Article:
The bleak future of financing for Pell Grants: 3 tips on how to manage your money

A new Congress is taking over in January that has college students worrying over a possible 15% cut to their Pell Grant awards. The amount a student receives from the Pell Grant Program is determined by their status as a full- or part-time student, their financial needs, and the costs to attend their school. Grants make it possible for low-income or unemployed students to earn a degree when they otherwise could not financially commit.

So why would Congress want to take money away from a program that gives low-income students the opportunity to earn a college degree? Because there are too many qualifying people returning to school. The Obama administration has been trying to increase Pell Grant awards for students, but as the recession hits more jobs and more people return to school there just isn’t enough money to go around to support both increased college populations and increased demand for grants.

However, students can start becoming more financially secure now so they aren’t broadsided by changes made to their funding in 2011. A student who receives the full Pell Grant award of $5,550 might see a reduction of at least $845 next year. The following are some ways to help students start saving so politics won’t stand in the way of them going to college:

1. Make a budget: “Fail to plan, plan to fail” goes the adage. Creating a plan forces you to see the reality of the amount of money coming in and the amount going money out.

First: assess your income. Include all sources, such as, student loans, scholarships, grants, job money, and allowance.

Second: assess what’s outgoing. Consider food, rent, cell phone, car insurance, gas money, entertainment, etc.

Third: assess the gap. Compare the two ending amounts. Do you have enough to cover  your expenses?  What are your options for more income? What are your options for cutting outgoing expenses? To use a comprehensive expense calculator, go to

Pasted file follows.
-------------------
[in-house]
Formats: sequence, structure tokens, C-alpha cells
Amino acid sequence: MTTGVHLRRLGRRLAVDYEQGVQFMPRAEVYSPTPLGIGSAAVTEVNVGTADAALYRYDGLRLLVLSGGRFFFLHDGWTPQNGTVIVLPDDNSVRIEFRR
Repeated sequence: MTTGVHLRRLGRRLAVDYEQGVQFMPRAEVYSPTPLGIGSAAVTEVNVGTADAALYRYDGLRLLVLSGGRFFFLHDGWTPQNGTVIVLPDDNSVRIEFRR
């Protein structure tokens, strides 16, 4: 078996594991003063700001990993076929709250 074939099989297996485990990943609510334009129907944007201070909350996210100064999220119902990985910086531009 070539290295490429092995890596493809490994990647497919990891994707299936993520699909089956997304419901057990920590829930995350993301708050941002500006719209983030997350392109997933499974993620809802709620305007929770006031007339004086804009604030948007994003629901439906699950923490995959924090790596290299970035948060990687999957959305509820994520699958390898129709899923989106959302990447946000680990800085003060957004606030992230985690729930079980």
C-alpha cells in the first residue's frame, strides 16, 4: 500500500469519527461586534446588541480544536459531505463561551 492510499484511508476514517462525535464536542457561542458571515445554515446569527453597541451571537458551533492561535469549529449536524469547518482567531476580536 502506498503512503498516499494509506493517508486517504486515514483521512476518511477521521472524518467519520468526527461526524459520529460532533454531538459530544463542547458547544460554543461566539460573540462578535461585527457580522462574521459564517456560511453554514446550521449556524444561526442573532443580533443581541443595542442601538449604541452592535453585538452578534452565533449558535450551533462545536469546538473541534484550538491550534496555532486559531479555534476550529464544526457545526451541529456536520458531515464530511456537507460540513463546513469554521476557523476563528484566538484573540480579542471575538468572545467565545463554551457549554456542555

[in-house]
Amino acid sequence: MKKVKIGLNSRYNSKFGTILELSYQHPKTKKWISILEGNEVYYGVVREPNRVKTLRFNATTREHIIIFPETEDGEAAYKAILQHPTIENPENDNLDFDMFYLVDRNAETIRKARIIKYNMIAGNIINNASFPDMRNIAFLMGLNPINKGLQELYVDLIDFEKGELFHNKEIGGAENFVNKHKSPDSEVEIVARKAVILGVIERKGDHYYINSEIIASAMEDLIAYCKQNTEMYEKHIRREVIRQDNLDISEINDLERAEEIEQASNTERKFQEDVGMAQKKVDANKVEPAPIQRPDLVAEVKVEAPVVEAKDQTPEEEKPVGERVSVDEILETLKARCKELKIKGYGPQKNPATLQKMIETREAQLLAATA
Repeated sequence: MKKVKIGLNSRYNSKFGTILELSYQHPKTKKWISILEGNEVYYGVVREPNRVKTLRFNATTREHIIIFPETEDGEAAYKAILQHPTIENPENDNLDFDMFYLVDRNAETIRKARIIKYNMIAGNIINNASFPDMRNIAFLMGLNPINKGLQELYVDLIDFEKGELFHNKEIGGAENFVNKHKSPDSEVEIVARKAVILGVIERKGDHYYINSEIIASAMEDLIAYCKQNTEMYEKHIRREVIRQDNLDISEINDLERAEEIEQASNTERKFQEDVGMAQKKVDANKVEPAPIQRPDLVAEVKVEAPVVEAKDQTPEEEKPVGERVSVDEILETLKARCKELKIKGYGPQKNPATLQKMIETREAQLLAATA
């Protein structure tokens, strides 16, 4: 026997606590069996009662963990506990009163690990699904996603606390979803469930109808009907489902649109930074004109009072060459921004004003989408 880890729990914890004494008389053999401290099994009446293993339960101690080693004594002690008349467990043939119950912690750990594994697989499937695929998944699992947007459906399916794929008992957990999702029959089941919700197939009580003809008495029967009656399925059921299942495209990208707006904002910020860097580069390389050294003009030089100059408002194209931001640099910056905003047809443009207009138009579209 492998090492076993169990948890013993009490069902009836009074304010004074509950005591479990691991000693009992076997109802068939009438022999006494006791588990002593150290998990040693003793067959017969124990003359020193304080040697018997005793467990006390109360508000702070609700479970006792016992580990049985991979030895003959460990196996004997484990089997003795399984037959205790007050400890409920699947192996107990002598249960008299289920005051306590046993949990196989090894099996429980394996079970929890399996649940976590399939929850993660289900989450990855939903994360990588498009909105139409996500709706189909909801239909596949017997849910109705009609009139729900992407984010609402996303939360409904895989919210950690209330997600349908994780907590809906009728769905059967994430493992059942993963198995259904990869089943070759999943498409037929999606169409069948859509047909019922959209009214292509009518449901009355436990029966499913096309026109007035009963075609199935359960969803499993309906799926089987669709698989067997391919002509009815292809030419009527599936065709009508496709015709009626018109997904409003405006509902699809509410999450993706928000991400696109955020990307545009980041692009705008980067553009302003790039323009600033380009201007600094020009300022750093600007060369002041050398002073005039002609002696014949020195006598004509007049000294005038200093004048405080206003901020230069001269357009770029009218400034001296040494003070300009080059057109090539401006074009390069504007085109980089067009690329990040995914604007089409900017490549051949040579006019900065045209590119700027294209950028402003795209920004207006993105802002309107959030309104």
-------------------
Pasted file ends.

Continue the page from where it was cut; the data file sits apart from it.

2. Spend only what you have – and not all of it: Most people live paycheck to paycheck and this puts most people at a disadvantage should some unexpected expense arise, like a broken-down car or Congress cutting financial aid awards. Having a long-term savings account might be out of the question right now. But can you set aside 10% of your income a month? Stop dining out for most meals and put the money in an accessible savings account for your education?

3. Confusing wants and needs: Do you get a latte every morning? Go shopping for new clothes once a week? If losing a 15% cut from your Pell Grant award will make or break your chances of attending college and you’ve identified some unnecessary spending adding up after making your budget – it’s time to reassess. When you do spend money, be creative and frugal. Shop at secondhand stores, share clothes with friends for special ocassions, make dinner at home for friends instead of going out, and rent movies.

- Financial literacy tips were adapted from Majoring in the Rest of Your Life. To learn more, visit us at or click HERE to read an excerpt.

- To learn more about the proposed funding cuts, visit to read “Unease Grows About Future of Financing for Pell Grants
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